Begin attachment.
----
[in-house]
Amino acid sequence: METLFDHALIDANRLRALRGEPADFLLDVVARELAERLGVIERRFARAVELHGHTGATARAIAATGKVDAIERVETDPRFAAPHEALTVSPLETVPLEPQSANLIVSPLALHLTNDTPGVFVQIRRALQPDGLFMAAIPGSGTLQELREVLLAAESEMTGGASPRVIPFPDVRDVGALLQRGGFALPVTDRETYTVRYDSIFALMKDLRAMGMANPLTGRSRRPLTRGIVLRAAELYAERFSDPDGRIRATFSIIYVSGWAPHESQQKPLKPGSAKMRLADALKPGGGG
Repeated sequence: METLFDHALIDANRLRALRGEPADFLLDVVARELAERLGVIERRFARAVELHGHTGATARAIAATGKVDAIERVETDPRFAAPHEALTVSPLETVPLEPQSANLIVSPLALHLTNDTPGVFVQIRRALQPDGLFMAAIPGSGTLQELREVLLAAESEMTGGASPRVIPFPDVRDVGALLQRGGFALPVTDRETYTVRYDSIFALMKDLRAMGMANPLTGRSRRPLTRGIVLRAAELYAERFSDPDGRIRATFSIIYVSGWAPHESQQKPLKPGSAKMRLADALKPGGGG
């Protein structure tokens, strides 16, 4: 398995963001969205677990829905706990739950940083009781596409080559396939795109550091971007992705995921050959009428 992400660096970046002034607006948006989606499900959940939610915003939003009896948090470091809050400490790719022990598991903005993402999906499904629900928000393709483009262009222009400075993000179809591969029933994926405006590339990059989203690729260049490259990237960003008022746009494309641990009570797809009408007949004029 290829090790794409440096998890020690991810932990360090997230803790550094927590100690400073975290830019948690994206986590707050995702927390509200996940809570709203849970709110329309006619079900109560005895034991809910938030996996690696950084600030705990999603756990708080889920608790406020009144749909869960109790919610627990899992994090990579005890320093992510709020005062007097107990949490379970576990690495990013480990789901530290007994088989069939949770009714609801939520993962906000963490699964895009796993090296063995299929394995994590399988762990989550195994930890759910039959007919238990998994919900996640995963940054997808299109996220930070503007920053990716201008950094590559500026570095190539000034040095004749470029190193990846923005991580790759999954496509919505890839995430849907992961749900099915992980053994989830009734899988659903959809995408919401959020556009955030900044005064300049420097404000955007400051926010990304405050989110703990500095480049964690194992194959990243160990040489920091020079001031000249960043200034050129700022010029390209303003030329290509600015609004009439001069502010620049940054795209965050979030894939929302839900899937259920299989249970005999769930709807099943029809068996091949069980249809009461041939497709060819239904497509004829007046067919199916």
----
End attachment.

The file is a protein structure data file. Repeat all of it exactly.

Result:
[in-house]
Amino acid sequence: METLFDHALIDANRLRALRGEPADFLLDVVARELAERLGVIERRFARAVELHGHTGATARAIAATGKVDAIERVETDPRFAAPHEALTVSPLETVPLEPQSANLIVSPLALHLTNDTPGVFVQIRRALQPDGLFMAAIPGSGTLQELREVLLAAESEMTGGASPRVIPFPDVRDVGALLQRGGFALPVTDRETYTVRYDSIFALMKDLRAMGMANPLTGRSRRPLTRGIVLRAAELYAERFSDPDGRIRATFSIIYVSGWAPHESQQKPLKPGSAKMRLADALKPGGGG
Repeated sequence: METLFDHALIDANRLRALRGEPADFLLDVVARELAERLGVIERRFARAVELHGHTGATARAIAATGKVDAIERVETDPRFAAPHEALTVSPLETVPLEPQSANLIVSPLALHLTNDTPGVFVQIRRALQPDGLFMAAIPGSGTLQELREVLLAAESEMTGGASPRVIPFPDVRDVGALLQRGGFALPVTDRETYTVRYDSIFALMKDLRAMGMANPLTGRSRRPLTRGIVLRAAELYAERFSDPDGRIRATFSIIYVSGWAPHESQQKPLKPGSAKMRLADALKPGGGG
């Protein structure tokens, strides 16, 4: 398995963001969205677990829905706990739950940083009781596409080559396939795109550091971007992705995921050959009428 992400660096970046002034607006948006989606499900959940939610915003939003009896948090470091809050400490790719022990598991903005993402999906499904629900928000393709483009262009222009400075993000179809591969029933994926405006590339990059989203690729260049490259990237960003008022746009494309641990009570797809009408007949004029 290829090790794409440096998890020690991810932990360090997230803790550094927590100690400073975290830019948690994206986590707050995702927390509200996940809570709203849970709110329309006619079900109560005895034991809910938030996996690696950084600030705990999603756990708080889920608790406020009144749909869960109790919610627990899992994090990579005890320093992510709020005062007097107990949490379970576990690495990013480990789901530290007994088989069939949770009714609801939520993962906000963490699964895009796993090296063995299929394995994590399988762990989550195994930890759910039959007919238990998994919900996640995963940054997808299109996220930070503007920053990716201008950094590559500026570095190539000034040095004749470029190193990846923005991580790759999954496509919505890839995430849907992961749900099915992980053994989830009734899988659903959809995408919401959020556009955030900044005064300049420097404000955007400051926010990304405050989110703990500095480049964690194992194959990243160990040489920091020079001031000249960043200034050129700022010029390209303003030329290509600015609004009439001069502010620049940054795209965050979030894939929302839900899937259920299989249970005999769930709807099943029809068996091949069980249809009461041939497709060819239904497509004829007046067919199916």